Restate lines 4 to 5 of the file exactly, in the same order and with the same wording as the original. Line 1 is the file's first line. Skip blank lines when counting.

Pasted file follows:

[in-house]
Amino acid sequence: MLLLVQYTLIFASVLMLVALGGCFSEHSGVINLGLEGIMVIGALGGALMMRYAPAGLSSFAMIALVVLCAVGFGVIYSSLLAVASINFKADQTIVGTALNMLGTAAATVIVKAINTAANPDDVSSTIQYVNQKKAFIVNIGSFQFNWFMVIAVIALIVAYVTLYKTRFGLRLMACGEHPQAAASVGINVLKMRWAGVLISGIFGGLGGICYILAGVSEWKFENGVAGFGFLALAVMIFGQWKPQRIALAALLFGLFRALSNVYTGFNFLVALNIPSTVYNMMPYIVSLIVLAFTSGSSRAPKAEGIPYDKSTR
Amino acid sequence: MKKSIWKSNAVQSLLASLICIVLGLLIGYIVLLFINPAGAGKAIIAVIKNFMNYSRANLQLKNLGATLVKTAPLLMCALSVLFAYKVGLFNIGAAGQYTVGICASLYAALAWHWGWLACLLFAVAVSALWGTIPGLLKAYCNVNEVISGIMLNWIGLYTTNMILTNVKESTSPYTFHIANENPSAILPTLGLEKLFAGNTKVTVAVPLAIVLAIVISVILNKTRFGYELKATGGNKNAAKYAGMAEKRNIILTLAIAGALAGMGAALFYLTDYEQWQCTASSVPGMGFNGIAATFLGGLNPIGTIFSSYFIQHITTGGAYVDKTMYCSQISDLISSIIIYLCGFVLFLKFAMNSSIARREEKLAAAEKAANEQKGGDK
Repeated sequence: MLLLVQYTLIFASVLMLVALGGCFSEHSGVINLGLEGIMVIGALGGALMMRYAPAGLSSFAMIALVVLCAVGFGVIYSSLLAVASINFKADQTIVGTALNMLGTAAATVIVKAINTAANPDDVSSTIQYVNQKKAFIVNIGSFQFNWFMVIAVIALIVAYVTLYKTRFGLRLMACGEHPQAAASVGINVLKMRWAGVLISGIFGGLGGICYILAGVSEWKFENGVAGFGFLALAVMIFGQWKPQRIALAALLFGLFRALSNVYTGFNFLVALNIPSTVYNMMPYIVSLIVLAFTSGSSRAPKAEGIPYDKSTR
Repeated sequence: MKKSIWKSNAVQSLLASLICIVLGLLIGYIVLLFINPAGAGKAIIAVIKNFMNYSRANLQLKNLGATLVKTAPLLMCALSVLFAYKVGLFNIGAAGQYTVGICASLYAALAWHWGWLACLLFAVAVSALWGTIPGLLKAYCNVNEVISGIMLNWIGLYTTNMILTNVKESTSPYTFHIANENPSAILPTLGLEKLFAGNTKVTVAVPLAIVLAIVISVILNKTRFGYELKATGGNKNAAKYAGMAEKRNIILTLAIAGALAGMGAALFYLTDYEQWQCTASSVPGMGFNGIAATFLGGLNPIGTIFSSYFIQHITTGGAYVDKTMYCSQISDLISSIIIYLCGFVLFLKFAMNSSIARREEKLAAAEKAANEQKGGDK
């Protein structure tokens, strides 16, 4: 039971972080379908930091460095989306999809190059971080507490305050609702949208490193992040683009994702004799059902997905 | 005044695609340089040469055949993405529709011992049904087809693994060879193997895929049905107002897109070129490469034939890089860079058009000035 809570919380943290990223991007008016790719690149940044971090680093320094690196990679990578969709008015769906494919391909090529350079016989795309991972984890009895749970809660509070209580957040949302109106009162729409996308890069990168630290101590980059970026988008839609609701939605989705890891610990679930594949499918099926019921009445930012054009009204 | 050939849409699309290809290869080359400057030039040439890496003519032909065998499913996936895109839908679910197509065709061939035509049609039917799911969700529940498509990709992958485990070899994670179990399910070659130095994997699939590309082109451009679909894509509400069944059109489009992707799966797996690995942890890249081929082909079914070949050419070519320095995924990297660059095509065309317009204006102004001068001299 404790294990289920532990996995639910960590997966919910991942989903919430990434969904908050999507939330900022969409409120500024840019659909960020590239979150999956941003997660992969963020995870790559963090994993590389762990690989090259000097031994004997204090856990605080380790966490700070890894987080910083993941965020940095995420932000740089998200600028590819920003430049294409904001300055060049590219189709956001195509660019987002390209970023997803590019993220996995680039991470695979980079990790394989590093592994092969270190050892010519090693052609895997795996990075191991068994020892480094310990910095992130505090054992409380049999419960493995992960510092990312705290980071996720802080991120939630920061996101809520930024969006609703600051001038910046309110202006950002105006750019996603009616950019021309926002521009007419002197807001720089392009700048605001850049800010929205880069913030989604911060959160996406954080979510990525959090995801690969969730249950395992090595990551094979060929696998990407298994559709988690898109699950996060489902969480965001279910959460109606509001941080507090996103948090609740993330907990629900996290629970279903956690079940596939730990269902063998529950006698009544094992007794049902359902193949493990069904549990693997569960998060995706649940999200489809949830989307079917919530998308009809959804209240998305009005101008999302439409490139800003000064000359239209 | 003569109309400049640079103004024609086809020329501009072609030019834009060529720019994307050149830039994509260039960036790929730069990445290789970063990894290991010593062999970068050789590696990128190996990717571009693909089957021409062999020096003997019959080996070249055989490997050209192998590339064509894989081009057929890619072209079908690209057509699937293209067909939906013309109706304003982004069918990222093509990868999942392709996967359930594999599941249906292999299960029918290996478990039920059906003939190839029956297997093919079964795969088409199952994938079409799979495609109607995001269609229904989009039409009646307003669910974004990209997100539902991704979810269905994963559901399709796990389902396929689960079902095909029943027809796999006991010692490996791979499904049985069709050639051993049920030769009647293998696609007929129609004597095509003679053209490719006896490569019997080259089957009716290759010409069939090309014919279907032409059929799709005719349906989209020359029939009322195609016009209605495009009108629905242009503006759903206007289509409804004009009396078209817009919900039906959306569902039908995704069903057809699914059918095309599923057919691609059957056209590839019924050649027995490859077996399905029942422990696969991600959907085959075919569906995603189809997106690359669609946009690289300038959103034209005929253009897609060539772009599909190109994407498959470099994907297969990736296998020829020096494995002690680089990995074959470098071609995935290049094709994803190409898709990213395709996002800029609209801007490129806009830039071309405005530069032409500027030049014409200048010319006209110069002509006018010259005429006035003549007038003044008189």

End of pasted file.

Repeated sequence: MLLLVQYTLIFASVLMLVALGGCFSEHSGVINLGLEGIMVIGALGGALMMRYAPAGLSSFAMIALVVLCAVGFGVIYSSLLAVASINFKADQTIVGTALNMLGTAAATVIVKAINTAANPDDVSSTIQYVNQKKAFIVNIGSFQFNWFMVIAVIALIVAYVTLYKTRFGLRLMACGEHPQAAASVGINVLKMRWAGVLISGIFGGLGGICYILAGVSEWKFENGVAGFGFLALAVMIFGQWKPQRIALAALLFGLFRALSNVYTGFNFLVALNIPSTVYNMMPYIVSLIVLAFTSGSSRAPKAEGIPYDKSTR
Repeated sequence: MKKSIWKSNAVQSLLASLICIVLGLLIGYIVLLFINPAGAGKAIIAVIKNFMNYSRANLQLKNLGATLVKTAPLLMCALSVLFAYKVGLFNIGAAGQYTVGICASLYAALAWHWGWLACLLFAVAVSALWGTIPGLLKAYCNVNEVISGIMLNWIGLYTTNMILTNVKESTSPYTFHIANENPSAILPTLGLEKLFAGNTKVTVAVPLAIVLAIVISVILNKTRFGYELKATGGNKNAAKYAGMAEKRNIILTLAIAGALAGMGAALFYLTDYEQWQCTASSVPGMGFNGIAATFLGGLNPIGTIFSSYFIQHITTGGAYVDKTMYCSQISDLISSIIIYLCGFVLFLKFAMNSSIARREEKLAAAEKAANEQKGGDK